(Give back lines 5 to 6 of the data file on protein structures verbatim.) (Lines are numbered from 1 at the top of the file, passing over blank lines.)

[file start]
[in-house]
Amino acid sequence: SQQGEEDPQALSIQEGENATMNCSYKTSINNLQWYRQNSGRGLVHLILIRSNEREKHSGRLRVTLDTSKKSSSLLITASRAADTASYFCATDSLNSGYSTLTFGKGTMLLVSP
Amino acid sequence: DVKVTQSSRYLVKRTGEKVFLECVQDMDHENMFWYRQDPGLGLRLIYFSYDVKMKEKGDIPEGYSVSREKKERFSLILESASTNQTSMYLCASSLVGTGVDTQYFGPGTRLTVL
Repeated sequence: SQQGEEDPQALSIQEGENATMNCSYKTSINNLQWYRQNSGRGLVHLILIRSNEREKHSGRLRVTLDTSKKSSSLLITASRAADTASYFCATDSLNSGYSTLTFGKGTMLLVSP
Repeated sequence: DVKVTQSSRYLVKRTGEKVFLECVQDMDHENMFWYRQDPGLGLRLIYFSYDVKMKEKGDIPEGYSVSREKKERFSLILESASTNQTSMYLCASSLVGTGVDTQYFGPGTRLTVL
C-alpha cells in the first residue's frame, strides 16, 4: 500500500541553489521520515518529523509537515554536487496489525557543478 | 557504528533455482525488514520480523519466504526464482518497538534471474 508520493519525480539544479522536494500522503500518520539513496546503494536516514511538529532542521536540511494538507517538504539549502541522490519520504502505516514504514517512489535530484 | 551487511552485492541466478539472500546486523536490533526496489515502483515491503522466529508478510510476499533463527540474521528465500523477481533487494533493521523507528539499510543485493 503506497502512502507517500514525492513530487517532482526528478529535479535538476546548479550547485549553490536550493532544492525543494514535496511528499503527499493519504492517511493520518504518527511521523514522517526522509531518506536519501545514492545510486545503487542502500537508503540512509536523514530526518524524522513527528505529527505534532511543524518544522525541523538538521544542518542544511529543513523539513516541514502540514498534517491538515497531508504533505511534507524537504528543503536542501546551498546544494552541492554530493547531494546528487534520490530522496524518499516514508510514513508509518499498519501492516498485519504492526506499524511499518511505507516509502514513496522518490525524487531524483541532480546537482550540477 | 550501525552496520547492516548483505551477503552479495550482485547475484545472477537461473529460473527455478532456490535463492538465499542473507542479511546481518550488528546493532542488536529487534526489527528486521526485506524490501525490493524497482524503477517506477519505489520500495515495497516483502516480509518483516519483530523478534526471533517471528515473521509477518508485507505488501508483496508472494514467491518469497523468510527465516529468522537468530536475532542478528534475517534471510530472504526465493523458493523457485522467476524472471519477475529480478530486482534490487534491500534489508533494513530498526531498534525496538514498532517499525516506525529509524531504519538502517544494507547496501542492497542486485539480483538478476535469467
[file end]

Repeated sequence: DVKVTQSSRYLVKRTGEKVFLECVQDMDHENMFWYRQDPGLGLRLIYFSYDVKMKEKGDIPEGYSVSREKKERFSLILESASTNQTSMYLCASSLVGTGVDTQYFGPGTRLTVL
C-alpha cells in the first residue's frame, strides 16, 4: 500500500541553489521520515518529523509537515554536487496489525557543478 | 557504528533455482525488514520480523519466504526464482518497538534471474 508520493519525480539544479522536494500522503500518520539513496546503494536516514511538529532542521536540511494538507517538504539549502541522490519520504502505516514504514517512489535530484 | 551487511552485492541466478539472500546486523536490533526496489515502483515491503522466529508478510510476499533463527540474521528465500523477481533487494533493521523507528539499510543485493 503506497502512502507517500514525492513530487517532482526528478529535479535538476546548479550547485549553490536550493532544492525543494514535496511528499503527499493519504492517511493520518504518527511521523514522517526522509531518506536519501545514492545510486545503487542502500537508503540512509536523514530526518524524522513527528505529527505534532511543524518544522525541523538538521544542518542544511529543513523539513516541514502540514498534517491538515497531508504533505511534507524537504528543503536542501546551498546544494552541492554530493547531494546528487534520490530522496524518499516514508510514513508509518499498519501492516498485519504492526506499524511499518511505507516509502514513496522518490525524487531524483541532480546537482550540477 | 550501525552496520547492516548483505551477503552479495550482485547475484545472477537461473529460473527455478532456490535463492538465499542473507542479511546481518550488528546493532542488536529487534526489527528486521526485506524490501525490493524497482524503477517506477519505489520500495515495497516483502516480509518483516519483530523478534526471533517471528515473521509477518508485507505488501508483496508472494514467491518469497523468510527465516529468522537468530536475532542478528534475517534471510530472504526465493523458493523457485522467476524472471519477475529480478530486482534490487534491500534489508533494513530498526531498534525496538514498532517499525516506525529509524531504519538502517544494507547496501542492497542486485539480483538478476535469467